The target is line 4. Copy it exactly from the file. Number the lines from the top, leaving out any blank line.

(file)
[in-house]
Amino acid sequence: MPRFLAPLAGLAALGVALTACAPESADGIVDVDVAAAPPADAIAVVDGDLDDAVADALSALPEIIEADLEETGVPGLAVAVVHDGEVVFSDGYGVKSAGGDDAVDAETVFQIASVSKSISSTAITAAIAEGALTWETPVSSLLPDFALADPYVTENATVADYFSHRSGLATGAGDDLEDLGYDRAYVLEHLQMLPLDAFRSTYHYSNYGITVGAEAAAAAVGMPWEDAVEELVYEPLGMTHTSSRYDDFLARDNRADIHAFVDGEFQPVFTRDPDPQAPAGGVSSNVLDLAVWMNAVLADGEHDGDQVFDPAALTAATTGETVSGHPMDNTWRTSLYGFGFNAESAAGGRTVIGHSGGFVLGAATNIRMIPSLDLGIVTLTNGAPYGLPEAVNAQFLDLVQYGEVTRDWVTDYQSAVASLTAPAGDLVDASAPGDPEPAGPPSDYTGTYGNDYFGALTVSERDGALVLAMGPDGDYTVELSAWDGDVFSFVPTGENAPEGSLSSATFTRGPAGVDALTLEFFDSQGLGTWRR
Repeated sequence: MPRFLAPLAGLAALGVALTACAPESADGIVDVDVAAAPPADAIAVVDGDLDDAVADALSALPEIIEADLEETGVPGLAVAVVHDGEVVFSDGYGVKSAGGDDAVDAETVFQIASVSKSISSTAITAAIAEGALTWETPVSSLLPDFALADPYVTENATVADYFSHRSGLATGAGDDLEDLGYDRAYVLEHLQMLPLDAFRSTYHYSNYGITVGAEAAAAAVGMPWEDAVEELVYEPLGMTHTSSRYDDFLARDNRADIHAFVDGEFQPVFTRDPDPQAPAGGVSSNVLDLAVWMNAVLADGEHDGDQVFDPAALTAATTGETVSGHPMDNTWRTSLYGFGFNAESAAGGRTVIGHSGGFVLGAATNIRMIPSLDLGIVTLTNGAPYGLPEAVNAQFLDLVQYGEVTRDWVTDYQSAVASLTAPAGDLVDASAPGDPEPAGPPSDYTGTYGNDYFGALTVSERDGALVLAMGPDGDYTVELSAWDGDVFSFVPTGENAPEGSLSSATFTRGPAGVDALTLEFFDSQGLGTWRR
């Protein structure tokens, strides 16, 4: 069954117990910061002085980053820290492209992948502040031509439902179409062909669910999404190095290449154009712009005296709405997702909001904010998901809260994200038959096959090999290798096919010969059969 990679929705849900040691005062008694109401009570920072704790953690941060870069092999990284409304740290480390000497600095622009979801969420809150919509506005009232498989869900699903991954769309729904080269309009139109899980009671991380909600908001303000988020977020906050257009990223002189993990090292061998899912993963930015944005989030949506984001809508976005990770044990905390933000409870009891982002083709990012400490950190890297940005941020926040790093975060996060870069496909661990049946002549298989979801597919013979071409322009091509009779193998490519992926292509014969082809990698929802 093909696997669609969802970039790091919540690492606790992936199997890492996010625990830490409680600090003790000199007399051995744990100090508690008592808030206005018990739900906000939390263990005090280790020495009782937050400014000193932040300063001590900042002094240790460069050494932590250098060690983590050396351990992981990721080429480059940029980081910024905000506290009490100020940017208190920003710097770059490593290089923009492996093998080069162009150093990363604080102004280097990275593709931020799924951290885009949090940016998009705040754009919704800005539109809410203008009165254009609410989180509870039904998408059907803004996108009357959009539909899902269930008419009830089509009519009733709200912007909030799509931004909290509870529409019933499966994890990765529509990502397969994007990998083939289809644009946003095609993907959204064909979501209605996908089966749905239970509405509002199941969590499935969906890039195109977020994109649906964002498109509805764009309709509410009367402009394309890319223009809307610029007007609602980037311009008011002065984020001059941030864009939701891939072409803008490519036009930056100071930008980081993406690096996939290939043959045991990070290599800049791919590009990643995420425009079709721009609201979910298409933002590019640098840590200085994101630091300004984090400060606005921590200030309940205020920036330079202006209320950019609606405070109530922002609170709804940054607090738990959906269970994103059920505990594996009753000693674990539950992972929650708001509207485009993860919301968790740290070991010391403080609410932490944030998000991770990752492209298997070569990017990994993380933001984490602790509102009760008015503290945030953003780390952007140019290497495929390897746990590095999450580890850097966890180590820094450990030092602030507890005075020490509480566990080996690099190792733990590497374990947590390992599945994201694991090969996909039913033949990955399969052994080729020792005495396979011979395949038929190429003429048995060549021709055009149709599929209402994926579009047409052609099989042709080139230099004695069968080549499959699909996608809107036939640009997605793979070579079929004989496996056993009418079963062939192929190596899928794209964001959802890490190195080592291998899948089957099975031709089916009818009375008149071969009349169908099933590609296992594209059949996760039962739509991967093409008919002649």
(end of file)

């Protein structure tokens, strides 16, 4: 069954117990910061002085980053820290492209992948502040031509439902179409062909669910999404190095290449154009712009005296709405997702909001904010998901809260994200038959096959090999290798096919010969059969 990679929705849900040691005062008694109401009570920072704790953690941060870069092999990284409304740290480390000497600095622009979801969420809150919509506005009232498989869900699903991954769309729904080269309009139109899980009671991380909600908001303000988020977020906050257009990223002189993990090292061998899912993963930015944005989030949506984001809508976005990770044990905390933000409870009891982002083709990012400490950190890297940005941020926040790093975060996060870069496909661990049946002549298989979801597919013979071409322009091509009779193998490519992926292509014969082809990698929802 093909696997669609969802970039790091919540690492606790992936199997890492996010625990830490409680600090003790000199007399051995744990100090508690008592808030206005018990739900906000939390263990005090280790020495009782937050400014000193932040300063001590900042002094240790460069050494932590250098060690983590050396351990992981990721080429480059940029980081910024905000506290009490100020940017208190920003710097770059490593290089923009492996093998080069162009150093990363604080102004280097990275593709931020799924951290885009949090940016998009705040754009919704800005539109809410203008009165254009609410989180509870039904998408059907803004996108009357959009539909899902269930008419009830089509009519009733709200912007909030799509931004909290509870529409019933499966994890990765529509990502397969994007990998083939289809644009946003095609993907959204064909979501209605996908089966749905239970509405509002199941969590499935969906890039195109977020994109649906964002498109509805764009309709509410009367402009394309890319223009809307610029007007609602980037311009008011002065984020001059941030864009939701891939072409803008490519036009930056100071930008980081993406690096996939290939043959045991990070290599800049791919590009990643995420425009079709721009609201979910298409933002590019640098840590200085994101630091300004984090400060606005921590200030309940205020920036330079202006209320950019609606405070109530922002609170709804940054607090738990959906269970994103059920505990594996009753000693674990539950992972929650708001509207485009993860919301968790740290070991010391403080609410932490944030998000991770990752492209298997070569990017990994993380933001984490602790509102009760008015503290945030953003780390952007140019290497495929390897746990590095999450580890850097966890180590820094450990030092602030507890005075020490509480566990080996690099190792733990590497374990947590390992599945994201694991090969996909039913033949990955399969052994080729020792005495396979011979395949038929190429003429048995060549021709055009149709599929209402994926579009047409052609099989042709080139230099004695069968080549499959699909996608809107036939640009997605793979070579079929004989496996056993009418079963062939192929190596899928794209964001959802890490190195080592291998899948089957099975031709089916009818009375008149071969009349169908099933590609296992594209059949996760039962739509991967093409008919002649």